Conclusion of a two-part story
The City of Detroit’s motto translated from the Latin is “We hope for better things; it will arise from the ashes.” That motto is prominently displayed on the city’s flag and has been the impetus for city residents ever since the 1805 fire that destroyed the city.
The executive director of Arise Detroit and longtime Detroiter Luther Keith has been an active participant in various “reflective” panel discussions about the summer 50 years ago that he and others lived through and experienced the last week of July 1967. Keith is a retired local journalist who was born in Detroit and has lived there most of his life.
“I was on a panel that played on C-SPAN,” he told the MSR. He said the ’67 civil disturbance was a “very jarring look” at police-community relations in Detroit and the summer’s urban unrest was a boiling point moment.
The oft-asked question in its aftermath, then and now, is “Was it a riot or a rebellion?”
“There were some people who were just rioting, reacting to police oppression,” said Keith. “Some people who just rioted just to get stuff.”
Historian Herb Boyd called it a rebellion “because there were class elements rather than race elements.” Boyd devoted a chapter to the 1967 occurrence in his new book Black Detroit. He described the contributing factors as “racial history, the abuse of the cops, the unemployment situation, and the housing dilemma. There were a number of continuing elements of despair, waiting for a moment to explode. All they needed was that particular night for that civil disturbance to occur.”
The Black Detroit press release noted how Boyd chronicled the city’s history through “personal experience, exhaustive research, and stories gathered from the city’s archives and griots to convey African Americans’ significant influence on Detroit’s rich history.” But the city’s racial tensions have existed ever since Detroit was founded as a French trading post before America became a country.
Slavery existed in Detroit for a time, said Boyd. Black city residents once helped a husband and wife — former slaves — escape from jail and cross the river to Canada. The couple would have been returned to the South and to their slave masters. The residents were later falsely blamed for setting the jail on fire, which resulted in the city’s first riot in 1830.
Where is Detroit today, post-1967?
The disturbance left the Motor City economically and socially scarred. “We lost businesses,” said Keith. “White people didn’t want to live in Detroit. They took their money and the tax base [elsewhere]. They moved out to the suburbs.”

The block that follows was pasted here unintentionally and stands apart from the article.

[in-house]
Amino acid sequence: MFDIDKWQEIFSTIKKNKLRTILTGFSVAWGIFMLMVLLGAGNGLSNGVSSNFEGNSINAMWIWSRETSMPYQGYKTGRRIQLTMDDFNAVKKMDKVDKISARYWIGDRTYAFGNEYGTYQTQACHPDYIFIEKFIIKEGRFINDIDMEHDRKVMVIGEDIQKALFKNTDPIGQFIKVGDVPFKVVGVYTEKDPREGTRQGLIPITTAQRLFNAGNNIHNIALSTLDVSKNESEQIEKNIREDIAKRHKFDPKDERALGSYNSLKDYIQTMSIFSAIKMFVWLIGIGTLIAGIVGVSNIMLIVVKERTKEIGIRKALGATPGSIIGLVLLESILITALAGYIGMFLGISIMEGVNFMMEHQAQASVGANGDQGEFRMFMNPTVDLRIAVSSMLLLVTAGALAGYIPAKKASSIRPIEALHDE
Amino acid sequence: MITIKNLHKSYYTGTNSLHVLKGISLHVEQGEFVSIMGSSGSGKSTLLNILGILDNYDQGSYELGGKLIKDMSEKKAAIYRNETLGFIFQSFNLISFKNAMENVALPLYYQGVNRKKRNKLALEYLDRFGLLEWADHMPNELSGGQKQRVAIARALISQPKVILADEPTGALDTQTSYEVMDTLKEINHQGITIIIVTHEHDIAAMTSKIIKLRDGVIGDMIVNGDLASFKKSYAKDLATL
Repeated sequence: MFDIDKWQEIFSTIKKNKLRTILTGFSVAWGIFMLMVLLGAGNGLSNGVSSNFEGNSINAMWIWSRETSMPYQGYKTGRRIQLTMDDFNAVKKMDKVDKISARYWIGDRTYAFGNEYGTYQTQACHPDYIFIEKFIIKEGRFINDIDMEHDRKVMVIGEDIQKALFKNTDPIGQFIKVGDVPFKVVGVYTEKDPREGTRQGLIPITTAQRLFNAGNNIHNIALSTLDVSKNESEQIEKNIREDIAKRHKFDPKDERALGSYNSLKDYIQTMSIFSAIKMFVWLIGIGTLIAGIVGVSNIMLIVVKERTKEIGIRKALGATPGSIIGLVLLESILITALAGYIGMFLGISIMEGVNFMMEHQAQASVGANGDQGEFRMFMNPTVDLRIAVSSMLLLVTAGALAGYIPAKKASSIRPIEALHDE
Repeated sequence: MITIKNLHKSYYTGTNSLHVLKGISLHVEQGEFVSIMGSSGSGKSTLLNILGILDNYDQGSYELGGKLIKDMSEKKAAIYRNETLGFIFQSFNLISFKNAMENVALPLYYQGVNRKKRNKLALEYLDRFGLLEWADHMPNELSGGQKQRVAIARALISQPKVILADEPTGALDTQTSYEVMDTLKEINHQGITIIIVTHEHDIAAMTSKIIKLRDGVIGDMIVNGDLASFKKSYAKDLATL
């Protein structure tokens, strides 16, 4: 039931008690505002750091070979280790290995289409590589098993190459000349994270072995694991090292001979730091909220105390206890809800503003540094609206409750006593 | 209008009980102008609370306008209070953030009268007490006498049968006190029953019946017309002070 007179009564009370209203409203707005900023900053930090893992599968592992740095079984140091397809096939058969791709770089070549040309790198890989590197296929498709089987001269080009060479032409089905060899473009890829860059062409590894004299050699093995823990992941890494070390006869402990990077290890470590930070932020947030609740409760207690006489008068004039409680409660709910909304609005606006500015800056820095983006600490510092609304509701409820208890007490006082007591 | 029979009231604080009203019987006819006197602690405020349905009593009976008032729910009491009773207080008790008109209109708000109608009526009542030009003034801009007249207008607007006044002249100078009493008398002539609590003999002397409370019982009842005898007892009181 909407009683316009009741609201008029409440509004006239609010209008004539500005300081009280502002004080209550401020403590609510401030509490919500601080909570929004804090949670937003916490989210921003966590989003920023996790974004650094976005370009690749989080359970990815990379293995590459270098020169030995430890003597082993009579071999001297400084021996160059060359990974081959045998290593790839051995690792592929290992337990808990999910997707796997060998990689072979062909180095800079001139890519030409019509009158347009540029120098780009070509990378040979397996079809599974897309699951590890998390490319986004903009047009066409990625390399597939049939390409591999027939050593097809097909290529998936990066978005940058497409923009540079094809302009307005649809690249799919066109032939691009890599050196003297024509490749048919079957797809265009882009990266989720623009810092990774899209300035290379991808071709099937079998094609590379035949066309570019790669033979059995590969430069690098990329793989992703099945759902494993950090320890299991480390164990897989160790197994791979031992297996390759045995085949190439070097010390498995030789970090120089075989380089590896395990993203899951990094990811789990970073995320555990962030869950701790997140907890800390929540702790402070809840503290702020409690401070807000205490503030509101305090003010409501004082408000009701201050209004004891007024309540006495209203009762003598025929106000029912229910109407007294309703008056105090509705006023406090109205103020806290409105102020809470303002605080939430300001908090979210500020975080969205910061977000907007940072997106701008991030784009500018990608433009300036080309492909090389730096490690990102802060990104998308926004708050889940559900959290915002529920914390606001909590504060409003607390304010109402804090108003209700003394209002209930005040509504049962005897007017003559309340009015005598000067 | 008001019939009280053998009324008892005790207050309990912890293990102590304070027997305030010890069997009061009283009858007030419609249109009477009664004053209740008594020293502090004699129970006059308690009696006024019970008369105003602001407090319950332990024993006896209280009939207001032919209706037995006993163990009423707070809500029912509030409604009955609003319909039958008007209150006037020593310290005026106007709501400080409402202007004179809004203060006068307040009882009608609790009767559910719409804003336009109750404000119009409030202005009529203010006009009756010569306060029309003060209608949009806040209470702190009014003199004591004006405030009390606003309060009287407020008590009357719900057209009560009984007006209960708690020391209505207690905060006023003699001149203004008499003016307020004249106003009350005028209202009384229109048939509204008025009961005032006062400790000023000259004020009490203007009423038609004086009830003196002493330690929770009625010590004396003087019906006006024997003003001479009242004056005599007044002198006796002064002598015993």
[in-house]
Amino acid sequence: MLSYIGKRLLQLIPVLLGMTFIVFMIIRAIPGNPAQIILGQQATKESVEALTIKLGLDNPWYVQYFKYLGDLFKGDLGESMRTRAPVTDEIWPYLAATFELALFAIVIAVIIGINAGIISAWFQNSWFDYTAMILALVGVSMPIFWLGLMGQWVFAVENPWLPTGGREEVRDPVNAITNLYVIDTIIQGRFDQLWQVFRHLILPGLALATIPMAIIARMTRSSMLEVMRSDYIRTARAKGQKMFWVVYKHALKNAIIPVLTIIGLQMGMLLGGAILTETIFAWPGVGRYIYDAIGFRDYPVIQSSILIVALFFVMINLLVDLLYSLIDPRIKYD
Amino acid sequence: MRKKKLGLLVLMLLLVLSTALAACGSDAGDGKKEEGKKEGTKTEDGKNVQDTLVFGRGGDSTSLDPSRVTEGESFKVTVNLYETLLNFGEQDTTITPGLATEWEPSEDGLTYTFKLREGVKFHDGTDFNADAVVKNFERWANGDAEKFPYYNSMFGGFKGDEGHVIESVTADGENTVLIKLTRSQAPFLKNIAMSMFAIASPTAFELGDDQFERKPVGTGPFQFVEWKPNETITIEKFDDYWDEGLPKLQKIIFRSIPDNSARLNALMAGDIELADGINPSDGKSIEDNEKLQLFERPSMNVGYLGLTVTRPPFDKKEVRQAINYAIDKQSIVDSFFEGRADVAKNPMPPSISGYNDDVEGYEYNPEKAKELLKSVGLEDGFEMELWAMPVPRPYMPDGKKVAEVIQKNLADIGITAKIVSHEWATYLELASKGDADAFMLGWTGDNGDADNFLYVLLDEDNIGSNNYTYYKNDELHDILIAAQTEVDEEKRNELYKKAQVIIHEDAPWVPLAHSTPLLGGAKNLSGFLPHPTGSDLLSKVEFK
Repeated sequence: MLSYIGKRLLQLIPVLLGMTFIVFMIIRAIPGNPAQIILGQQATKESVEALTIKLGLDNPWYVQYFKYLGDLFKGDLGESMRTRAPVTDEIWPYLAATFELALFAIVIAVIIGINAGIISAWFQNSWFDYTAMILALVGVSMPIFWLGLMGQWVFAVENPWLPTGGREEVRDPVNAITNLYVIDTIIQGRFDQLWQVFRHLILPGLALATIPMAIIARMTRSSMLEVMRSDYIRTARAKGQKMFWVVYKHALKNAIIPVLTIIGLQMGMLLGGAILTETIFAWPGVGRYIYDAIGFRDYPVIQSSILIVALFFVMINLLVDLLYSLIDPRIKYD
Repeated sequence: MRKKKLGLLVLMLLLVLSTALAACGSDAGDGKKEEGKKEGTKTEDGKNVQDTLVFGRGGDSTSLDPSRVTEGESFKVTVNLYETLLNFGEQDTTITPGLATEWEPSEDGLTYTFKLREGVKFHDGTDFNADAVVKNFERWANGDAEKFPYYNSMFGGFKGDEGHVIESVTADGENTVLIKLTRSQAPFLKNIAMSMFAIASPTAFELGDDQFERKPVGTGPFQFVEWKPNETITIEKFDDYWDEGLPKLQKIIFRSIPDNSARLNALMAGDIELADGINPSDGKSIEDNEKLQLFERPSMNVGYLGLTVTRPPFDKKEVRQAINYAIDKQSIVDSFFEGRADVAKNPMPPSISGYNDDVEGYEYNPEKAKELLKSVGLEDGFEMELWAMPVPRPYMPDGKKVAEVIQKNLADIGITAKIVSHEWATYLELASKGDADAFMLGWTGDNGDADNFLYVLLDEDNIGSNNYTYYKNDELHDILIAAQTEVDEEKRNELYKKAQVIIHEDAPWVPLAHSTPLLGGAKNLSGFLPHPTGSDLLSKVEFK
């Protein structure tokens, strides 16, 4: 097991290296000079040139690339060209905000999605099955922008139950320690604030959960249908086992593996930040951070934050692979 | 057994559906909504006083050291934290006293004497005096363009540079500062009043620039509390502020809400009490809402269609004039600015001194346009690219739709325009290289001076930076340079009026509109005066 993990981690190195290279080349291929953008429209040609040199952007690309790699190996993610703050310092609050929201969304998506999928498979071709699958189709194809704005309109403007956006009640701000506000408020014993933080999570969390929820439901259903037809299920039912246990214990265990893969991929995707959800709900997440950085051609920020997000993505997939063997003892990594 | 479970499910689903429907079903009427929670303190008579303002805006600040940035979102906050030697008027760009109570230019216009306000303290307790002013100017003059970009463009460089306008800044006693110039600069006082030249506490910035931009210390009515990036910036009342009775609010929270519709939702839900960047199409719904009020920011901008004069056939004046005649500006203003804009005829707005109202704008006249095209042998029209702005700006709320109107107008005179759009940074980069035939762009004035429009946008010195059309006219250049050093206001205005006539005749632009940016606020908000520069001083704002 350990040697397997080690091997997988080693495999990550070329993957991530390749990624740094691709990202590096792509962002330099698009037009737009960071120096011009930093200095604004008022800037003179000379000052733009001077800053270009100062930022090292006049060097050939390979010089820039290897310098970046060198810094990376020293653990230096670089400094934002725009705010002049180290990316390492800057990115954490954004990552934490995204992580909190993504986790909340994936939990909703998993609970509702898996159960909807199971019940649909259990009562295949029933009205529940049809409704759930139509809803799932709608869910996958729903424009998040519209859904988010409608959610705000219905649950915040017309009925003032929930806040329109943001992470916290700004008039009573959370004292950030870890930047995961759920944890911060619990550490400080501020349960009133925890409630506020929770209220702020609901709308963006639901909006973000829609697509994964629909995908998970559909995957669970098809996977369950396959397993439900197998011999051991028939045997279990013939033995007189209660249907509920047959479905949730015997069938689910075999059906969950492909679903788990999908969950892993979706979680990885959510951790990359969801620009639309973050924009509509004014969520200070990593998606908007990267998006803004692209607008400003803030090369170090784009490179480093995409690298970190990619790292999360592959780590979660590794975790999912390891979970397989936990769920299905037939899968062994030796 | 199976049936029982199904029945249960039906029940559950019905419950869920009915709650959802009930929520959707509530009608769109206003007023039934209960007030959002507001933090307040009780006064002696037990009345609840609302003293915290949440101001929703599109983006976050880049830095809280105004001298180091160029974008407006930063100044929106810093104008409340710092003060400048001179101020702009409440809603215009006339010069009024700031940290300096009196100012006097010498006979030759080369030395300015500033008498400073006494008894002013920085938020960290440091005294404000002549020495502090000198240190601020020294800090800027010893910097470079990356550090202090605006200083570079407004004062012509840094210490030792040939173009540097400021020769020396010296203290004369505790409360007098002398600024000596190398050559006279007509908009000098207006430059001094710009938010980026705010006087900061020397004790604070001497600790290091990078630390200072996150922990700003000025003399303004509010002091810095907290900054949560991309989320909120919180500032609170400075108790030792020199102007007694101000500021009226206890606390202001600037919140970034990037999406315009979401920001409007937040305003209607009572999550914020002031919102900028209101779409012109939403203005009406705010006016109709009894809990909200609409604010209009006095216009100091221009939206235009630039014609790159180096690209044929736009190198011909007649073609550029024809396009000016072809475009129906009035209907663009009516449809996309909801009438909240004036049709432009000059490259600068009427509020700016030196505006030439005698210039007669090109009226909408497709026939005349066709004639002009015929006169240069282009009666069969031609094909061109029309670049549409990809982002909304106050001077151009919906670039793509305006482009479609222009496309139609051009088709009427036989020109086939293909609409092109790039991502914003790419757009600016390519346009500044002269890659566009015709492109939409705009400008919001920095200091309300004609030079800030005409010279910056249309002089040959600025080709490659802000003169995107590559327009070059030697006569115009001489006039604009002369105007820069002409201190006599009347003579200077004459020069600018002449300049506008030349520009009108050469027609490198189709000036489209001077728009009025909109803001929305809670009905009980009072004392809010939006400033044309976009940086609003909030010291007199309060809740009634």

Such population shifts, according to Boyd, began in the Motor City as early as the end of World War II when nearly a million and a half Whites left Detroit. The city eventually became not only a Black majority urban center but a seemingly subservient minority to the surrounding suburbs “in wealth [and] in commerce,” said Boyd, quoting the late Coleman Young, Detroit’s first Black mayor, who served for 20 years.
History has shown that Detroit has found a way to survive its crises and emerge stronger, as the hopeful motto on its flag says. Most recently it survived bankruptcy and the state’s four-year-long takeover when Republican Governor Rick Snyder appointed Kevyn Orr as emergency manager in 2013, over the elected mayor and city council.
Some, perhaps including the state legislature in Lansing, still see the Motor City as being a “financial ward” of the state for many years to come. “Detroit will never be what it was,” bemoaned Keith.
“Detroit has been through the fire so much… I do think that [with the] lessons of ’67…we have to work for a more just, equal opportunity society. That’s still a big issue in Detroit.”
After three decades of Black leadership in City Hall, Detroit now has a White mayor. Talk has resurfaced of moving the city from a standalone government to a regional form of government where the richer surrounding suburbs would have a majority say in city affairs.
Downtown has been revitalized, and millennials are moving into the city. Some are buying up abandoned properties for far less than market value and rebuilding them for themselves or for resale. Meanwhile, many of Detroit’s inner-city neighborhoods look like ghost towns.
“Are Blacks being included, or are we being pushed out?” asked Keith. “Who is Detroit being saved for? That’s a big discussion.
“I contend that it is still a great city.” While his hometown is not perfect, he said, “it can still be great. “The most important thing is to learn and listen to the people. If you do that, you can figure some things out.”
Information from Herb Boyd’s Black Detroit was used in this report.
Charles Hallman welcomes reader responses to email@example.com.
Charles Hallman is a contributing reporter and award-winning sports columnist at the Minnesota Spokesman-Recorder.